Although Page’s Restaurant is in new hands, it’s still a family diner.
Kathy Barbara and her daughter Cissy Rallo bought the restaurant in downtown Hinsdale from Chuck and Wendy Page in December.
“I wouldn’t have handed it over to just anybody,” said Chuck Page. “It had to be somebody who respected the restaurant.”
After 32 years of owning and running the business, the Pages, who live in Westmont, decided to retire.
Barbara and Rallo have added televisions, WiFi and a cork board which displays recent newspaper articles, many from The Doings, about customers or their children. They also added menu choices.
“Everything is freshly bought and freshly made,” Rallo said. “I’m proud of it.”
The restaurant continues to be open for breakfast and lunch only.
“It was very important to keep everything that was on the menu and just add to it. We didn’t want to irritate any of the customers who had been coming here for years and years,” Rallo said. “We’ve had nothing but positive feedback on how we handled the transition.”
Waitress Michele Ciangi-Bachtell, who lives in Western Springs, has worked at Page’s for more than 30 years and been friends with Rallo’s mother about that long.
Ciangi-Bachtell knew Rallo and Barbara, an Indian Head Park resident who came to Page’s regularly, were thinking about going into business for themselves. When the Pages decided to sell, Ciangi-Bachtell notified them.
“I wanted to keep my job,” said Ciangi-Bachtell.
Rallo said she and her mother thought Page’s was a great opportunity, although they had not owned a restaurant previously.
“It was a no-brainer,” Rallo said. “I went to a lawyer, had a contract drawn up and it was done within a week.”
“As simple as buying a loaf of bread,” Ciangi-Bachtell said.
John and Pat Martoccio have been coming to Page’s about 30 years, “since our kids were little babies and they’re grown now,” John said.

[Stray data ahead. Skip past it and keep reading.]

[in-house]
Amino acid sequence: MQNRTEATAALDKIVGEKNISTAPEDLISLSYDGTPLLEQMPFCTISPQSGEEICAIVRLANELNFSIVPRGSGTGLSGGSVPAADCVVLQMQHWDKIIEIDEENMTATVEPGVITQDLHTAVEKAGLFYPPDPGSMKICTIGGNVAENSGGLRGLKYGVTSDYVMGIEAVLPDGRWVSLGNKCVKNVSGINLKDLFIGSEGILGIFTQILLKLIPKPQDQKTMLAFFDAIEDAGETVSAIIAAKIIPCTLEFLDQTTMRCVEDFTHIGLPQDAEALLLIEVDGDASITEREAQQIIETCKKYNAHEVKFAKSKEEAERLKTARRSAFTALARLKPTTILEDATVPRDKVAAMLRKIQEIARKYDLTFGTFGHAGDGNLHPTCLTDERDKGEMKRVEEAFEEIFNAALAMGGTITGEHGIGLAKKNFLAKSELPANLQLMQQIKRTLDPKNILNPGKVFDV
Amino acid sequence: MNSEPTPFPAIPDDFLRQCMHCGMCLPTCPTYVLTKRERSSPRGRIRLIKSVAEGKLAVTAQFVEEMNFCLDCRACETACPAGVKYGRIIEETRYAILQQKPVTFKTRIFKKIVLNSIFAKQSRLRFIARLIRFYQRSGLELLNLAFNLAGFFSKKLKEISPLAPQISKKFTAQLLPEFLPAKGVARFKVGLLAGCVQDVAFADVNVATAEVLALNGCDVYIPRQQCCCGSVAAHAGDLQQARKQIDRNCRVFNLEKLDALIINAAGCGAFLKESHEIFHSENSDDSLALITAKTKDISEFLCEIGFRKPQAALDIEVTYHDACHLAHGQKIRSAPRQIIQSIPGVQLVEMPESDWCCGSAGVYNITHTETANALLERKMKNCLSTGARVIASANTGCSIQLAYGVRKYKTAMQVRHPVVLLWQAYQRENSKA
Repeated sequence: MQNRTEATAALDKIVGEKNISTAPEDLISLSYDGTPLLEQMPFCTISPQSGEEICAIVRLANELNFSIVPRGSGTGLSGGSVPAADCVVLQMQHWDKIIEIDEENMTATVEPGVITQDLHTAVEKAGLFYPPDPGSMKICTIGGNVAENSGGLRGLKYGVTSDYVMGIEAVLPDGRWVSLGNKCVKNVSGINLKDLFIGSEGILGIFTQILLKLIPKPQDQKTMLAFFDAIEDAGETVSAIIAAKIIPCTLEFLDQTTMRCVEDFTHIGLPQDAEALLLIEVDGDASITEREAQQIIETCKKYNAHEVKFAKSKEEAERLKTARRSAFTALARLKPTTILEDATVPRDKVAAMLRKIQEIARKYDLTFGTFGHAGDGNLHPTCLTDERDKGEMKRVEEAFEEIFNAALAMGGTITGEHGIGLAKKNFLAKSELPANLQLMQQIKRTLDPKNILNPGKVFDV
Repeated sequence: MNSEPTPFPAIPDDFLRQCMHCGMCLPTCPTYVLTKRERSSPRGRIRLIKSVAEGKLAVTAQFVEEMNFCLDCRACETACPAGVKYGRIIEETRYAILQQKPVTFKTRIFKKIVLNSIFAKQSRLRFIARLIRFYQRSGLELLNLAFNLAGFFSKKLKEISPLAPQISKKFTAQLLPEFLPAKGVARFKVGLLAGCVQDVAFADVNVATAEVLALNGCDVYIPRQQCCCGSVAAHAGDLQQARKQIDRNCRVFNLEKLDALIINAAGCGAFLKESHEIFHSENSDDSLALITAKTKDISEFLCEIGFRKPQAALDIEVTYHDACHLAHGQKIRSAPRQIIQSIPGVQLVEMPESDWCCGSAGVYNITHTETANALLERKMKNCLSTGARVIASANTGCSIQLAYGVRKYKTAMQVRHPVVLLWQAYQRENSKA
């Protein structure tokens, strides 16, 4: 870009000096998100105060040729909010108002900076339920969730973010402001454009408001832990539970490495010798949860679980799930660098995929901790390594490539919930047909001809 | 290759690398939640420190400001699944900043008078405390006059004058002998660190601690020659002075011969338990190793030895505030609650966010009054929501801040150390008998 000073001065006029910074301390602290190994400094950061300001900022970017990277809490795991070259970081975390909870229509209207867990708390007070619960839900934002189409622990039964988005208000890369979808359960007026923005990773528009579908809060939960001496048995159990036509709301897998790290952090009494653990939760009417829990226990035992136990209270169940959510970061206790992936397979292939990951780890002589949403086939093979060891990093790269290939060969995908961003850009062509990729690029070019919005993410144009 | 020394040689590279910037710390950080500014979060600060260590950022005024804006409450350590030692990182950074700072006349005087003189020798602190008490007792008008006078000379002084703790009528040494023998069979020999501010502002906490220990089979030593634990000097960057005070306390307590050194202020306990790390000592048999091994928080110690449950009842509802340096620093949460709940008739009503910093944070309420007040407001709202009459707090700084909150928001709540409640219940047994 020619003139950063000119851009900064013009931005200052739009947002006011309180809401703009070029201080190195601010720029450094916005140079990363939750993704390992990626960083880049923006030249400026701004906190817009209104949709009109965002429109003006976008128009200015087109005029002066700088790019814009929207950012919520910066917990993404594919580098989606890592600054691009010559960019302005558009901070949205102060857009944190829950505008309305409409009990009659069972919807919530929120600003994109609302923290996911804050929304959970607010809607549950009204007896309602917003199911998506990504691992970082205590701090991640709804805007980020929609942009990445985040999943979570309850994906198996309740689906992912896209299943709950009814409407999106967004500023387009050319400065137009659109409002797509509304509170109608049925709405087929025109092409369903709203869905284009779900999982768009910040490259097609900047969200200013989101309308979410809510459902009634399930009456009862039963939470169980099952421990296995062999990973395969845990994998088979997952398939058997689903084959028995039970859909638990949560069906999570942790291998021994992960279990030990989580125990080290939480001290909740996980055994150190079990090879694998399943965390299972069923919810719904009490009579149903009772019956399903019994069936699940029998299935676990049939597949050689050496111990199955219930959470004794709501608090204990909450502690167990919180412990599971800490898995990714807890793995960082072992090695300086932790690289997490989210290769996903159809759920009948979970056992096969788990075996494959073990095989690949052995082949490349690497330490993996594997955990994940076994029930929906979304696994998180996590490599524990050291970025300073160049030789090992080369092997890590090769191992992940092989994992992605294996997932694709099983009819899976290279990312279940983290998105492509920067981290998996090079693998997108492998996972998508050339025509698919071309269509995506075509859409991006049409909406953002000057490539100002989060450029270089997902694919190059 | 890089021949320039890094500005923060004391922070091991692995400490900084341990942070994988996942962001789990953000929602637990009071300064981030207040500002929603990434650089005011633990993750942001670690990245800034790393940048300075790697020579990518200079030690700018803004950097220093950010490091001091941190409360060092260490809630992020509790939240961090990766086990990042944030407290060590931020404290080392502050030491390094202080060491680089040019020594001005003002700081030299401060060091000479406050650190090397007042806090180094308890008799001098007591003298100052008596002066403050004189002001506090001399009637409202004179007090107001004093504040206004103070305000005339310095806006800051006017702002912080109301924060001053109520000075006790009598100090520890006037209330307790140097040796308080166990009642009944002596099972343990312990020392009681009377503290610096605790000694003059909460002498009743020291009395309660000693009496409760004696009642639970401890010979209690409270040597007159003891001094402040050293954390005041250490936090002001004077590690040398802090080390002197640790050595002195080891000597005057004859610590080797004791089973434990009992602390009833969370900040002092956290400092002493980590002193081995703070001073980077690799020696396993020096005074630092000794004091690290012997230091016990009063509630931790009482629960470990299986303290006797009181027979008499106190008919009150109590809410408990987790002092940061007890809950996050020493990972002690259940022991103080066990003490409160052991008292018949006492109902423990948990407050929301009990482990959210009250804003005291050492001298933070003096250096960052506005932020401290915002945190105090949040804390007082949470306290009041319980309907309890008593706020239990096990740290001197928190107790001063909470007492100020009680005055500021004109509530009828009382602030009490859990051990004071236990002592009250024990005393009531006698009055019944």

The Martoccios are lawyers whose offices are on the other side of the railroad tracks from Page’s.
Since the new owners took over, they have come to Page’s for lunch more often, four or five times a week.
“The food is much improved,” said John Martoccio, who gets the same thing everyday, tuna salad on a toasted hamburger bun.
“The cook knows how to prepare it when I say who it’s for,” Ciangi-Bachtell said.
Martoccio said he was a creature of habit.
“They are much more adventurous and try something different each time,” he said, referring to Pat and a co-worker, Mark Imielski, who were dining with him Friday.
“They have healthy food now. You don’t always get it, but it’s still there for you,” said Imielski, who favors the huevos rancheros.
Until moving to Austin, Texas, about six months ago, Rick Abraham lived in the western suburbs most of his life, most recently in Burr Ridge. He was back in town this week and headed to Page’s for lunch.
“It’s short-order cooking at its finest,” Abraham said. “It’s simple, fresh and a warm atmosphere. It’s a fun throw-back to pre-franchises.”
For Rallo, “it’s a dream job. You come in everyday and meet people and talk family.”
She used to own a construction company.
“This is a walk in the park compared to that,” Rallo said. “There I had to worry about making a $30,000 payroll every week. Here my biggest problem is rotten tomatoes.”